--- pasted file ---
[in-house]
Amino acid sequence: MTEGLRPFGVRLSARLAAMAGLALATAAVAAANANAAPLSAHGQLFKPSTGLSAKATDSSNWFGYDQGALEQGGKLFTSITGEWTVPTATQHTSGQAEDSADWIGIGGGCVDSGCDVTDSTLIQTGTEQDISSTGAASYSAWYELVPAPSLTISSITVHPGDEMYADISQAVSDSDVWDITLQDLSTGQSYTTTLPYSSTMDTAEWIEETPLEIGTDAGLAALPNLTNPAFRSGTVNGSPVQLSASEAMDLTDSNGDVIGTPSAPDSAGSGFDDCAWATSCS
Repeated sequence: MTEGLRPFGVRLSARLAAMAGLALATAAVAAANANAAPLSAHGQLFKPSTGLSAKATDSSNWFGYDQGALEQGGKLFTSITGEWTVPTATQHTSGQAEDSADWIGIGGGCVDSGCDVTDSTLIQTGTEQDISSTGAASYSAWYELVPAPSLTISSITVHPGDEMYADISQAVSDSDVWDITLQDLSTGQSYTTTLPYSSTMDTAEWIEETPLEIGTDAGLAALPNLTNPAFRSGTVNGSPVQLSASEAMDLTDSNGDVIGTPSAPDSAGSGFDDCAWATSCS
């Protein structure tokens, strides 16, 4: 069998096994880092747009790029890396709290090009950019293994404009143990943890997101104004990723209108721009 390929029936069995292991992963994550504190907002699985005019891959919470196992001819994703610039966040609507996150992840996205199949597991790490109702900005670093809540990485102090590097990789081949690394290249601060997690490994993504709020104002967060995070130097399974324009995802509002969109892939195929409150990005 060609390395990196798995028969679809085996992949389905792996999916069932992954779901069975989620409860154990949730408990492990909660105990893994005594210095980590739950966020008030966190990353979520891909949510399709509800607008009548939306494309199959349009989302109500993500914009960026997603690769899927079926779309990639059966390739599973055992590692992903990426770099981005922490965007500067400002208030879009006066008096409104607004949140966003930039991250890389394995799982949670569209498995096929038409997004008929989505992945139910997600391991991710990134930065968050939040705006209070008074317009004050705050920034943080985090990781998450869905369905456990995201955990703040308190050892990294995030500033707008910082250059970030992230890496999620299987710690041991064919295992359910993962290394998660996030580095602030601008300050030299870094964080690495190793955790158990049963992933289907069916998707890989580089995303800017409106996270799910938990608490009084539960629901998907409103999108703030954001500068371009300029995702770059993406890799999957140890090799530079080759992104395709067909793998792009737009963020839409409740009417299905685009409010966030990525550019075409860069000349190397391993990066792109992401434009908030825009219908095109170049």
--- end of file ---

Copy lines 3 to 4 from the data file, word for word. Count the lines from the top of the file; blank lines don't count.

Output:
Repeated sequence: MTEGLRPFGVRLSARLAAMAGLALATAAVAAANANAAPLSAHGQLFKPSTGLSAKATDSSNWFGYDQGALEQGGKLFTSITGEWTVPTATQHTSGQAEDSADWIGIGGGCVDSGCDVTDSTLIQTGTEQDISSTGAASYSAWYELVPAPSLTISSITVHPGDEMYADISQAVSDSDVWDITLQDLSTGQSYTTTLPYSSTMDTAEWIEETPLEIGTDAGLAALPNLTNPAFRSGTVNGSPVQLSASEAMDLTDSNGDVIGTPSAPDSAGSGFDDCAWATSCS
């Protein structure tokens, strides 16, 4: 069998096994880092747009790029890396709290090009950019293994404009143990943890997101104004990723209108721009 390929029936069995292991992963994550504190907002699985005019891959919470196992001819994703610039966040609507996150992840996205199949597991790490109702900005670093809540990485102090590097990789081949690394290249601060997690490994993504709020104002967060995070130097399974324009995802509002969109892939195929409150990005 060609390395990196798995028969679809085996992949389905792996999916069932992954779901069975989620409860154990949730408990492990909660105990893994005594210095980590739950966020008030966190990353979520891909949510399709509800607008009548939306494309199959349009989302109500993500914009960026997603690769899927079926779309990639059966390739599973055992590692992903990426770099981005922490965007500067400002208030879009006066008096409104607004949140966003930039991250890389394995799982949670569209498995096929038409997004008929989505992945139910997600391991991710990134930065968050939040705006209070008074317009004050705050920034943080985090990781998450869905369905456990995201955990703040308190050892990294995030500033707008910082250059970030992230890496999620299987710690041991064919295992359910993962290394998660996030580095602030601008300050030299870094964080690495190793955790158990049963992933289907069916998707890989580089995303800017409106996270799910938990608490009084539960629901998907409103999108703030954001500068371009300029995702770059993406890799999957140890090799530079080759992104395709067909793998792009737009963020839409409740009417299905685009409010966030990525550019075409860069000349190397391993990066792109992401434009908030825009219908095109170049």